8. Always Look On The Bright Side 

If you are living with a disease like ALS, MS, or any other illness which affects your muscles, you may, like me, at some point end up using a wheelchair. You also may not have use of your arms. Sure, it sucks, but why dwell on it? Look on the bright side of life (said in your best Monty Python British accent). 

If you are stuck in a wheelchair you can stroll through the mall shopping for hours without getting tired of walking. And, if your arms are weak, no more clapping required, no matter what event you are attending. Or maybe technically you could clap, but you are just too tired to make the effort. That’s okay, don’t do it. And, no more shaking hands with everyone. Think of all the germs you will avoid!  Don’t worry about explaining  why you aren’t shaking someone’s hand when they offer their hand to greet you,  just smile and let them figure out what to do! I know, it’s a bit rude, but if you are like me, and your  voice is weak, it’s really too hard to explain anyway.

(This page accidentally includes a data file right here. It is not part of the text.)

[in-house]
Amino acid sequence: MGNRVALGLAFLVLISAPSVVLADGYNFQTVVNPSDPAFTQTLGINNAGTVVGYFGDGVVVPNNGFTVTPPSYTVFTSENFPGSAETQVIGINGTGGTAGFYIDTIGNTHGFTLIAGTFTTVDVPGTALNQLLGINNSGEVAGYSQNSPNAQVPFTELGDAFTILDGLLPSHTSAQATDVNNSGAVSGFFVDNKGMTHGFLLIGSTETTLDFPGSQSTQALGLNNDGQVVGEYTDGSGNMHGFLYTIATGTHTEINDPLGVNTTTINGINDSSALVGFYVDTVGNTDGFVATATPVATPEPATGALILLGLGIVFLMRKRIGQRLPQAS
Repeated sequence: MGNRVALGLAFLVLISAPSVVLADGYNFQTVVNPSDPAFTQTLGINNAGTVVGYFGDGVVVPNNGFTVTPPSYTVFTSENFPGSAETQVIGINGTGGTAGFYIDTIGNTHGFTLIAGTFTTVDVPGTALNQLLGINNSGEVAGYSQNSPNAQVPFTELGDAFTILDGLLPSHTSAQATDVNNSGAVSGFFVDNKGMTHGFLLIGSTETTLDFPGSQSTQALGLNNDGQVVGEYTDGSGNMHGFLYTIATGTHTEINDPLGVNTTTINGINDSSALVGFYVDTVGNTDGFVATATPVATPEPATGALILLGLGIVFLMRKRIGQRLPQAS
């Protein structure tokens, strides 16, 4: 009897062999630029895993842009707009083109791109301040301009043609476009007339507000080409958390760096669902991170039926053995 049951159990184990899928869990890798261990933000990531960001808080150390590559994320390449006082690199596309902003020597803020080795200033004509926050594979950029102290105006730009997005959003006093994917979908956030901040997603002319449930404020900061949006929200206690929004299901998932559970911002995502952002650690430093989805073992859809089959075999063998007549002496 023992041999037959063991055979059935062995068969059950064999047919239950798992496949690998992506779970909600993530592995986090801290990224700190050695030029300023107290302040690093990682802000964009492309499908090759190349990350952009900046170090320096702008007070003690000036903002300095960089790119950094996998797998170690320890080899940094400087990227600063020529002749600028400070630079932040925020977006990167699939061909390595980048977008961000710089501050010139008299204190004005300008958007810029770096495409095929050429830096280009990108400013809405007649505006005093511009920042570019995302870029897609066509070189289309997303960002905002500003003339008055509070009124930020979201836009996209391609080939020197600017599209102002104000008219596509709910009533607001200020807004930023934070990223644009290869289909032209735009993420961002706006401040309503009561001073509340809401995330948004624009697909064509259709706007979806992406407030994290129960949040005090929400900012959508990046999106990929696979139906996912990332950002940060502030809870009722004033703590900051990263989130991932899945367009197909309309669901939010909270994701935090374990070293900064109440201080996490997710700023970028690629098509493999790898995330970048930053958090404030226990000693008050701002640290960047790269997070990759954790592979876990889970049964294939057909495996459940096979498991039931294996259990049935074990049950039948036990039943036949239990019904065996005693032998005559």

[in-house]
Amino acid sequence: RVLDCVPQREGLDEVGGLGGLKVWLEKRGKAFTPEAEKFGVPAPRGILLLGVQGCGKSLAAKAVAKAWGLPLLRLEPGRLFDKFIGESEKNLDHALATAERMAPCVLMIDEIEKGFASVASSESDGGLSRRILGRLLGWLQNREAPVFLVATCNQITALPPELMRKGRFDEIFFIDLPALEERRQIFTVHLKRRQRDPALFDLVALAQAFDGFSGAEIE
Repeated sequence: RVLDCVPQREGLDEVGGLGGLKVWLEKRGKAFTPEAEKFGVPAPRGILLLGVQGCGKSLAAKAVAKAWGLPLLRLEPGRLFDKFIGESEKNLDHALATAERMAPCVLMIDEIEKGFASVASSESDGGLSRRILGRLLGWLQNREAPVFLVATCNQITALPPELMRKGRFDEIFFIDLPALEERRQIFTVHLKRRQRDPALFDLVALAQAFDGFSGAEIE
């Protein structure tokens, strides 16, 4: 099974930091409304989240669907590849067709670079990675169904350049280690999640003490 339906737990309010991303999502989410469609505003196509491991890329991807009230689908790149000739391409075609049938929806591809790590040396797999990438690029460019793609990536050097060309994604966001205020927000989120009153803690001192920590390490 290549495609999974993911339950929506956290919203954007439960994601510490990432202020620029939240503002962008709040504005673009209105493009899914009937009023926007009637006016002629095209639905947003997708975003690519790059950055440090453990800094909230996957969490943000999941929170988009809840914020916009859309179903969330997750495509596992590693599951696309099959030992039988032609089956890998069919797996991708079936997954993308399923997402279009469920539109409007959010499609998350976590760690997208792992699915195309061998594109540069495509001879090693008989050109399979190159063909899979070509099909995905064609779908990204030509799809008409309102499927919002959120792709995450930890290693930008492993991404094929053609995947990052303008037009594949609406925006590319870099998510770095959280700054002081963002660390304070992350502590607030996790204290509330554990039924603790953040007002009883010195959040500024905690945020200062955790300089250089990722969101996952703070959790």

Sometimes your predicament will allow for some really awesome treatment. Like your semi crappy concert tickets may be exchanged for some really awesome front row seats. And, meet and greet tickets may be thrown in for you to meet one of your favorite musicians. Or, upon seeing the disregard shown to you in a wheelchair at a concert, a security guard may make it his duty to keep you close to the stage, and other concert goers far from you and whoever you are with. A certain Mr. Rick Springfield may get up close to you, even standing on the arms of your wheelchair as he sings! But, I digress.